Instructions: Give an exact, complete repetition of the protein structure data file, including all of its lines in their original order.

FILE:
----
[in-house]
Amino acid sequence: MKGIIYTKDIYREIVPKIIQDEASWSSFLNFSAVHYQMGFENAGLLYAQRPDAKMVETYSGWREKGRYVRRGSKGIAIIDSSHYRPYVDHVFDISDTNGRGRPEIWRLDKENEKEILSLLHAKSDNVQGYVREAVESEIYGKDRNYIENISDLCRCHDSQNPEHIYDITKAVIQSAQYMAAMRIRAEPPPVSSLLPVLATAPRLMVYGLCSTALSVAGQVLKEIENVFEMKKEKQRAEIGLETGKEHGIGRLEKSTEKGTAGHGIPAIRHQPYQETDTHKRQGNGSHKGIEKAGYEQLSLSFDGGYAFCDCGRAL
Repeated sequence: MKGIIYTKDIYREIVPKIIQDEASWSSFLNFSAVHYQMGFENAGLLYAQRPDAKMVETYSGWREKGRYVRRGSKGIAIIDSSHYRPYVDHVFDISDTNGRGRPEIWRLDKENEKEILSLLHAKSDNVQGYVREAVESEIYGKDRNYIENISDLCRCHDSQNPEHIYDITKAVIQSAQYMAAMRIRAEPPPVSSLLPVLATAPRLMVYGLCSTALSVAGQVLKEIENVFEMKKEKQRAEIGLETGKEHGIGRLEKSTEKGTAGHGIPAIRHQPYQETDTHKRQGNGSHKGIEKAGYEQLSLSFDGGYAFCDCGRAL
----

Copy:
[in-house]
Amino acid sequence: MKGIIYTKDIYREIVPKIIQDEASWSSFLNFSAVHYQMGFENAGLLYAQRPDAKMVETYSGWREKGRYVRRGSKGIAIIDSSHYRPYVDHVFDISDTNGRGRPEIWRLDKENEKEILSLLHAKSDNVQGYVREAVESEIYGKDRNYIENISDLCRCHDSQNPEHIYDITKAVIQSAQYMAAMRIRAEPPPVSSLLPVLATAPRLMVYGLCSTALSVAGQVLKEIENVFEMKKEKQRAEIGLETGKEHGIGRLEKSTEKGTAGHGIPAIRHQPYQETDTHKRQGNGSHKGIEKAGYEQLSLSFDGGYAFCDCGRAL
Repeated sequence: MKGIIYTKDIYREIVPKIIQDEASWSSFLNFSAVHYQMGFENAGLLYAQRPDAKMVETYSGWREKGRYVRRGSKGIAIIDSSHYRPYVDHVFDISDTNGRGRPEIWRLDKENEKEILSLLHAKSDNVQGYVREAVESEIYGKDRNYIENISDLCRCHDSQNPEHIYDITKAVIQSAQYMAAMRIRAEPPPVSSLLPVLATAPRLMVYGLCSTALSVAGQVLKEIENVFEMKKEKQRAEIGLETGKEHGIGRLEKSTEKGTAGHGIPAIRHQPYQETDTHKRQGNGSHKGIEKAGYEQLSLSFDGGYAFCDCGRAL